No meeting with Iranian President: "Too complicated," says White House...
New York, New York - President Barack Obama toasted to global peace on Tuesday as he attended the luncheon hosted annually by United Nations Secretary-General Ban Ki-moon. It came on the heels of the President delivering his fifth speech since taking office to the 68th General Assembly. Thus his toast would be brief, he said. (Above, raising a glass with the Secretary-General)
Standing in a huge hall of the Second Floor of the UN called the Delegates
Lounge, the President was clad in a dark suit as he raised his glass. He saluted the Secretary-General, saying he provides "the moral vision that we seek from the United Nations as well as a practical sense of how we can achieve that vision."
He also praised "all who help sustain our United Nations, often unseen and unheralded," making special note of UN inspectors in Syria, sent to prove the Assad regime had launched a chemical attack on its own citizens.
"This includes the dedicated U.N. inspectors in Damascus who set out into battlefield conditions," President Obama said.
"They braved sniper fire. They worked diligently with great professionalism. They uncovered the truth, and they have the thanks of the world."
The most anticipated moment of the day did not happen: There was no meeting between President Obama and Iranian President Hassan Rouhani, which various news outlets on Monday had reported would happen at the lunch. But the Iranian delegation did not show up for lunch, or for anything else with President Obama. The leaders of the US and Iran have not met since before the 1979 Iranian Revolution.
A Senior Administration told reporters that "We did not have any plan for a formal bilateral meeting here. We indicated that the two leaders could have had a discussion on the margins if the opportunity presented itself. The Iranians got back to us; it was clear that it was too complicated for them to do that at this time given their own dynamic back home."
President Obama made news during his address to the General Assembly when he announced that he had instructed Secretary of State John Kerry to pursue a deal with Iran over its nuclear ambitions.
Pool was ushered out after the President's toast, and the luncheon, for which no menu as released, continued. The President will return to Washington, DC, late on Tuesday evening after attending a DNC fundraiser.
The transcript of the President's toast:
THE WHITE HOUSE
Office of the Press Secretary
For Immediate Release
September 24, 2013
REMARKS BY PRESIDENT OBAMA
AT A LUNCHEON HOSTED BY U.N. SECRETARY-GENERAL BAN KI-MOON
New York, New York
1:37 P.M. EDT
PRESIDENT OBAMA: Ladies and gentlemen, as is always the case with these lunches, I exceeded my time this morning, and so you've heard enough from me. (Laughter.) But as President of the host country, I do simply want to say thank you to all of you and express my appreciation for Secretary Ban for his principled leadership as well as the extraordinary hard work of his team.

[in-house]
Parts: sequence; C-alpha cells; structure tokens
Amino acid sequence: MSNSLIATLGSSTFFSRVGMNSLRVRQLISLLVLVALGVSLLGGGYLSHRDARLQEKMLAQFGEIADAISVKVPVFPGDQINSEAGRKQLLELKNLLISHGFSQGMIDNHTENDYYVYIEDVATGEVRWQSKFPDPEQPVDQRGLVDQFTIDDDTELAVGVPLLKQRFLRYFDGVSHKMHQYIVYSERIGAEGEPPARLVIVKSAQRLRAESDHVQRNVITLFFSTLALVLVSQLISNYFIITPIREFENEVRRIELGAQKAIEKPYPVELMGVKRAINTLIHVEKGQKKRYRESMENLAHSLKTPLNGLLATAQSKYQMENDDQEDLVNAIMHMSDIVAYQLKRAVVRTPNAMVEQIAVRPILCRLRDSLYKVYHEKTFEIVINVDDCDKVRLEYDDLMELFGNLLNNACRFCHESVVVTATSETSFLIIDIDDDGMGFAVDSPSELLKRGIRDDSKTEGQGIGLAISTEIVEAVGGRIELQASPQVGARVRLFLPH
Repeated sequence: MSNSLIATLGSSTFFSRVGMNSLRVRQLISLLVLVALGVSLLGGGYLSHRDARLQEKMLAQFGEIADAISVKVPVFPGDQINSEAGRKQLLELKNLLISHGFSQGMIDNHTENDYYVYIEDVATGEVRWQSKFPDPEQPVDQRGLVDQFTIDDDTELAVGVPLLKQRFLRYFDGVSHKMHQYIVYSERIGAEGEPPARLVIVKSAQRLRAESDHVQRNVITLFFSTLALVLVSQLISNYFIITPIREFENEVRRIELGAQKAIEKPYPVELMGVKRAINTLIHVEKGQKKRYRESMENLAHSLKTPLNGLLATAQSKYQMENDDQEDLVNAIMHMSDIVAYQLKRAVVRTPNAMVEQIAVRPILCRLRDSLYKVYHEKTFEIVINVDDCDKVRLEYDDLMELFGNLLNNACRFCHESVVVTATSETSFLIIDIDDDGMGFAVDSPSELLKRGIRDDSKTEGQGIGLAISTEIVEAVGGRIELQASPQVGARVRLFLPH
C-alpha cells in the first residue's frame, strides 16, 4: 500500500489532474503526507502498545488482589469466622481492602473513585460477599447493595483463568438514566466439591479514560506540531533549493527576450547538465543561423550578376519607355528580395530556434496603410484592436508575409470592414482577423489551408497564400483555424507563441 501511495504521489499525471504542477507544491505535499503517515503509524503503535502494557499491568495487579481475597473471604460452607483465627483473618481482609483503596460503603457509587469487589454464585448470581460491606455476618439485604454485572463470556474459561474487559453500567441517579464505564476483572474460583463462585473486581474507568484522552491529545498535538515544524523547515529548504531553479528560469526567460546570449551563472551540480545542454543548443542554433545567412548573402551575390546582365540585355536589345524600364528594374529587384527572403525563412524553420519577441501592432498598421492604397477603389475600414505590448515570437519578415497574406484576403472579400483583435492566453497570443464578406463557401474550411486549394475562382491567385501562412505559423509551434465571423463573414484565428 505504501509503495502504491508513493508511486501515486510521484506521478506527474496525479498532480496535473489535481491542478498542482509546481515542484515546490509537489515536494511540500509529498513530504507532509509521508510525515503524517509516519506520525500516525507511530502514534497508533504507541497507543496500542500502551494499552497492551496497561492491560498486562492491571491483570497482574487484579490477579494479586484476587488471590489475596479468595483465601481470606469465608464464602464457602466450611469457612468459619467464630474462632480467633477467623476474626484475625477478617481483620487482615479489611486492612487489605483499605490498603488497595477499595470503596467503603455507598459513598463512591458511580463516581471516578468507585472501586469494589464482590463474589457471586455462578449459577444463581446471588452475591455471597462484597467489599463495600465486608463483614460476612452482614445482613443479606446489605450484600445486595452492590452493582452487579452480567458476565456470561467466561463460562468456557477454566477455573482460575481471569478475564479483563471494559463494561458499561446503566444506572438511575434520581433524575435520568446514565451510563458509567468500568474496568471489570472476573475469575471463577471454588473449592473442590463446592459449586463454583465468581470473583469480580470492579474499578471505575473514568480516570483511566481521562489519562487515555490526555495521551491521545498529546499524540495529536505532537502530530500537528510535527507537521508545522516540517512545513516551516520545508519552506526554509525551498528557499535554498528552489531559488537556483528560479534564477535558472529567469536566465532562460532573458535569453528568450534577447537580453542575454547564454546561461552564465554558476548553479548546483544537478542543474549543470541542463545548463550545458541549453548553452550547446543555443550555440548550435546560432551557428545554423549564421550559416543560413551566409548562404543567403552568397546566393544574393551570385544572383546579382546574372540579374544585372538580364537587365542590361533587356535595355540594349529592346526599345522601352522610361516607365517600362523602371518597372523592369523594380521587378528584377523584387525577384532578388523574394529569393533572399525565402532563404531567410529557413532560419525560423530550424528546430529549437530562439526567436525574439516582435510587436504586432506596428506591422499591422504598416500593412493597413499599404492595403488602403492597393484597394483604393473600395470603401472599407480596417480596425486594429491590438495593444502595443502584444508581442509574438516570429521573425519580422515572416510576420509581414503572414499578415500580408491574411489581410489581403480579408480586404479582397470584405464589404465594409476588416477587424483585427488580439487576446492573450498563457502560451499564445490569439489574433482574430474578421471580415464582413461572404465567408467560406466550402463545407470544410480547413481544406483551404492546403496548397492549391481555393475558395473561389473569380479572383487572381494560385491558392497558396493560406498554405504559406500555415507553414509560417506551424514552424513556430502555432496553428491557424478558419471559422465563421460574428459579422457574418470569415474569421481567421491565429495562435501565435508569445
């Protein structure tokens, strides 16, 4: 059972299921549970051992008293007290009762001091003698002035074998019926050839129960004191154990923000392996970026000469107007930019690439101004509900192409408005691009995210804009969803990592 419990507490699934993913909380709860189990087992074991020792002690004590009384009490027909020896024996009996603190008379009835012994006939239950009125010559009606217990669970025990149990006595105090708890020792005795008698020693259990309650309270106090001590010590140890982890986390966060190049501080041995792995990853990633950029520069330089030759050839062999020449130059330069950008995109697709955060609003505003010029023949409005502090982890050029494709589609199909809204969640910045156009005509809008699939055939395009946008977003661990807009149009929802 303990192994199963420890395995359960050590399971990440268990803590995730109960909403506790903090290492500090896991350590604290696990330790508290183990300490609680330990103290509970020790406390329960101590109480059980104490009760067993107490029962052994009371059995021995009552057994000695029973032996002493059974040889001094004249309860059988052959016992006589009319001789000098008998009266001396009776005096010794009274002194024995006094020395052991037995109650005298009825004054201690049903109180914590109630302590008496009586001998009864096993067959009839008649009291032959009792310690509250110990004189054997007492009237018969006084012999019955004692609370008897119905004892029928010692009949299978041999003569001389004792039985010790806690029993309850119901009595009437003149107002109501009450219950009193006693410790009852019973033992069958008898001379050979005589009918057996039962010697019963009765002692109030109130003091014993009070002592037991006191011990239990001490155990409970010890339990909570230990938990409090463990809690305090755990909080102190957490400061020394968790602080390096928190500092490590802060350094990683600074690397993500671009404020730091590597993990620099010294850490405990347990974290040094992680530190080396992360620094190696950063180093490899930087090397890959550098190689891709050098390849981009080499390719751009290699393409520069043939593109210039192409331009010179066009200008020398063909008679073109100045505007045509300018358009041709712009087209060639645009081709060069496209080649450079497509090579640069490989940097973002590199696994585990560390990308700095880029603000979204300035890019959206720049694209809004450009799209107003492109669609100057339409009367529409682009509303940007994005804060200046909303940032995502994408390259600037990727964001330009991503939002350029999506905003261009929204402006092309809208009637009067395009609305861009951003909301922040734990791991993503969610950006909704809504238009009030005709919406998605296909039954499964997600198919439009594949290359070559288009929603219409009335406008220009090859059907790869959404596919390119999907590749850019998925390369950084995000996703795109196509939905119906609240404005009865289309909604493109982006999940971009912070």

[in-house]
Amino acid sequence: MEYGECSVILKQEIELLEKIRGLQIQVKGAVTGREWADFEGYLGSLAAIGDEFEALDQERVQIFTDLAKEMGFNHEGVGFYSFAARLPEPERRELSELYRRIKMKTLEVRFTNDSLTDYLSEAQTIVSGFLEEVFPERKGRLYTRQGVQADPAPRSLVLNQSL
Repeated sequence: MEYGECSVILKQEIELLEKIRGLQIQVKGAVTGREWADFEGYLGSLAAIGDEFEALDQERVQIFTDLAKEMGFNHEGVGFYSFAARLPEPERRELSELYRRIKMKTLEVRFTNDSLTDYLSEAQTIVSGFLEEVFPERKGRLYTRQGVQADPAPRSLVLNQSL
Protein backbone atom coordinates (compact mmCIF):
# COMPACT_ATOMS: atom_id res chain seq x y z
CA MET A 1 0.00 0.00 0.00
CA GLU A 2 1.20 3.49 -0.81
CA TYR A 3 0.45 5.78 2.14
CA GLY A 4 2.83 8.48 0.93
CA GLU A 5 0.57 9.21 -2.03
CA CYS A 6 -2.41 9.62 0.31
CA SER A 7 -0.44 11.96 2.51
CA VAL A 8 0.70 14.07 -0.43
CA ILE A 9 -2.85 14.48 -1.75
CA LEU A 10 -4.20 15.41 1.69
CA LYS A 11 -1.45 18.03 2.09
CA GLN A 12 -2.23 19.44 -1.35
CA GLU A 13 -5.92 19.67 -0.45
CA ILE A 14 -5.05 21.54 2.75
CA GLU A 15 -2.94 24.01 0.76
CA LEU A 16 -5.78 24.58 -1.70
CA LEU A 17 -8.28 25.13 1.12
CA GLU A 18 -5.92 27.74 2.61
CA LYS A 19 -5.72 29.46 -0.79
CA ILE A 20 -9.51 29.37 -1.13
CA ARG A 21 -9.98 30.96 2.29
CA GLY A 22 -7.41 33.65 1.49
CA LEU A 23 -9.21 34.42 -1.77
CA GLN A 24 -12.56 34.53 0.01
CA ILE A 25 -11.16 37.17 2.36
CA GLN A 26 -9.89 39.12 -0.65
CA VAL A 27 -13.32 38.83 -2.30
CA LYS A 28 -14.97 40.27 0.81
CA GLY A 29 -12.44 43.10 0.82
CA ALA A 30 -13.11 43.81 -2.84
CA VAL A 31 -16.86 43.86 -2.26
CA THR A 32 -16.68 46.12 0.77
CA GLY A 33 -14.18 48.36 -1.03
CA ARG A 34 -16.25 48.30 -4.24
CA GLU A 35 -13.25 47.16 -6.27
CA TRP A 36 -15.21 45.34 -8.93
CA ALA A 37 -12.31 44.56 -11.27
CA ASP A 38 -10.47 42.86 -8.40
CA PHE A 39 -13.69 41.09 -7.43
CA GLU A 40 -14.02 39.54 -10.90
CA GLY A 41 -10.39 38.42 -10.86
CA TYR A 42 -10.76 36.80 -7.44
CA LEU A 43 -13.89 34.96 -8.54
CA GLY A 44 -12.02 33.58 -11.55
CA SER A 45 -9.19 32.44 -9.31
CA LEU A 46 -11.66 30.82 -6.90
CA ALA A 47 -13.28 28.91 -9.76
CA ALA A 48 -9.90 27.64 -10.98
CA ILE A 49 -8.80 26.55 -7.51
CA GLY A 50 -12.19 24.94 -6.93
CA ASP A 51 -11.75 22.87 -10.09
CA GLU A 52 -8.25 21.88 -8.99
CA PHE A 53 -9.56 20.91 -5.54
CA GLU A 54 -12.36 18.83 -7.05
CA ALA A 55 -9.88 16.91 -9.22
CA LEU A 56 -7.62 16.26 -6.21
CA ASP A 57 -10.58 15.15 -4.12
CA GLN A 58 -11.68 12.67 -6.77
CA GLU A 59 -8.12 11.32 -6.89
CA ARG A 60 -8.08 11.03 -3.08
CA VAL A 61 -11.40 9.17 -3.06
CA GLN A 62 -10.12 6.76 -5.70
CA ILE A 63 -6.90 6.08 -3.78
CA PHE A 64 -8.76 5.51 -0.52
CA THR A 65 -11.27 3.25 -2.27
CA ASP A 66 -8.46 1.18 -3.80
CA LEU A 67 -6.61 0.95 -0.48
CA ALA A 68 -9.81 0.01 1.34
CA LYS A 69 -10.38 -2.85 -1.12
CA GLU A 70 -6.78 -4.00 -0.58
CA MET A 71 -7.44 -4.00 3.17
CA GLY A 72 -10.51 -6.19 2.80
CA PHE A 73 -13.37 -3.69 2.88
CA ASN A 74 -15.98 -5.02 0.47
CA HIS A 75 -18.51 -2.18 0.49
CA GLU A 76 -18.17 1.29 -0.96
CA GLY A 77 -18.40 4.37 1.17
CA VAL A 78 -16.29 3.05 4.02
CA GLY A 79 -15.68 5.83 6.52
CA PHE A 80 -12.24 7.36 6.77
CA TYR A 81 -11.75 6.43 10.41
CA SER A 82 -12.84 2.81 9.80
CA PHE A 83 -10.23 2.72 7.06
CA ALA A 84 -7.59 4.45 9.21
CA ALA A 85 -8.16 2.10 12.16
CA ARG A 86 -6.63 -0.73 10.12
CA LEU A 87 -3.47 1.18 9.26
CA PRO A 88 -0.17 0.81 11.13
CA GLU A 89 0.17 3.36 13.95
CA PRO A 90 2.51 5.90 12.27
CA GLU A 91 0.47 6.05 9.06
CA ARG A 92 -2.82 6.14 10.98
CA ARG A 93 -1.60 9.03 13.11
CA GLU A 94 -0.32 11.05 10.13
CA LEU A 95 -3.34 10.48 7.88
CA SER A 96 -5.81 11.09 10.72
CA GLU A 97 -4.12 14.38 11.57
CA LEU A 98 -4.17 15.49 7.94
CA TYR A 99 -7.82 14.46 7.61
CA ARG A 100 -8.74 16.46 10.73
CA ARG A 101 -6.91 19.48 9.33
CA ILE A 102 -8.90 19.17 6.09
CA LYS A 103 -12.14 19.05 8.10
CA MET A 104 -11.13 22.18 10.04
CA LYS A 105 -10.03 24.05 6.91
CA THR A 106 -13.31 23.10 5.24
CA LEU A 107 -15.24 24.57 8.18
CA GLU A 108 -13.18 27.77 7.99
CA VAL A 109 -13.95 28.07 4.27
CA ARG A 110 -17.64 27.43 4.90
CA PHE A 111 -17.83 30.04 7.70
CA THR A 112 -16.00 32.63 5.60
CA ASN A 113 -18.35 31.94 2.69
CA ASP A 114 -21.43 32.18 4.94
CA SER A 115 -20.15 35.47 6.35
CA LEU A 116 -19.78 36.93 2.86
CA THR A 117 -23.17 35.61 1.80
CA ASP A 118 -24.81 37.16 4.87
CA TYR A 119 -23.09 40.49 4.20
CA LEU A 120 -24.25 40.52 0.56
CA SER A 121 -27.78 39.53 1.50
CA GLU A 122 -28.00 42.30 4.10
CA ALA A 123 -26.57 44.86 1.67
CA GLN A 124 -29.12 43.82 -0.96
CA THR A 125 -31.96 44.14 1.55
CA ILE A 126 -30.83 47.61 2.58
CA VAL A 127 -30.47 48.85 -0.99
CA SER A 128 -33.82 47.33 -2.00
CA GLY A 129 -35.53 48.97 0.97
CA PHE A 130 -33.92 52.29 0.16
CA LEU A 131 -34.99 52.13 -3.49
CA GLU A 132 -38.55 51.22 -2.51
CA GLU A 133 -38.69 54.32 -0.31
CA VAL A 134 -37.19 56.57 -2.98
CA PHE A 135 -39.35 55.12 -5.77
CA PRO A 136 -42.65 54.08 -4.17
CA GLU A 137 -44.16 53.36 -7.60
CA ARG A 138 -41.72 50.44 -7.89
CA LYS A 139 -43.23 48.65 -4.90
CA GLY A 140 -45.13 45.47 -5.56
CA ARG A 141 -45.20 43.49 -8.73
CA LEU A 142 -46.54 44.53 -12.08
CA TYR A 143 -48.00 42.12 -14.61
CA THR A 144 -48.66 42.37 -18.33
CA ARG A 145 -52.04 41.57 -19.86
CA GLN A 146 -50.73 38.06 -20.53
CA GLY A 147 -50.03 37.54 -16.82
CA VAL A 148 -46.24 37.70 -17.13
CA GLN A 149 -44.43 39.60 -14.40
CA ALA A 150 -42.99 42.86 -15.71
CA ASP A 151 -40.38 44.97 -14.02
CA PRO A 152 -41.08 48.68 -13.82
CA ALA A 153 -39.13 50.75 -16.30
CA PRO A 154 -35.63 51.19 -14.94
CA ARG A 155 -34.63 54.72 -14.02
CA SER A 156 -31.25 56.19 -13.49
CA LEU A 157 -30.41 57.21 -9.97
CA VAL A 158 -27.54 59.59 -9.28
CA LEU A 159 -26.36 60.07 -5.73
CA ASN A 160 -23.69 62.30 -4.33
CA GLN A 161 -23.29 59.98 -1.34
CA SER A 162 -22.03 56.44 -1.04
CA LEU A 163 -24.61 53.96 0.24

Mr. Secretary-General, you continue to provide the moral vision that we seek from the United Nations as well as a practical sense of how we can achieve that vision. And so on behalf of all of us, we want to say thank you very much.
I also want to salute all who help sustain our United Nations, often unseen and unheralded. This includes the dedicated U.N. inspectors in Damascus who set out into battlefield conditions. They braved sniper fire. They worked diligently with great professionalism. They uncovered the truth, and they have the thanks of the world. Meanwhile, we see thousands of peacekeepers in blue helmets standing watch around the world from Haiti to the DRC to Cyprus, so that people in countries recovering from conflict and strife can have the chance to build a more hopeful life.
After the Yalta Conference, shortly before the United Nations was founded, President Roosevelt spoke of what it would take to achieve a lasting and durable peace. "The structure of world peace," he said, "cannot be the work of one man or one party or one nation. It cannot be an American peace or a British, a Russian, a French, or a Chinese peace. It cannot be a peace of large nations or of small nations. It must be a peace which rests on the cooperative effort of the whole world." These words are more true today than ever, whether it's preventing the spread of deadly weapons, promoting democratic governance, or fighting daily battles against poverty and hunger and deprivation. International peace, development, and security will not be achieved by one nation or one group of nations. It must be the work of all of us.
So I want to propose a toast to our host and great friend, Secretary-General Ban, to all those here in New York and around the world who help sustain the United Nations, and to the spirit that we need the cooperative effort of the whole world. Cheers. Salud.
END 1:40 P.M. EDT
*Photo by AP/pool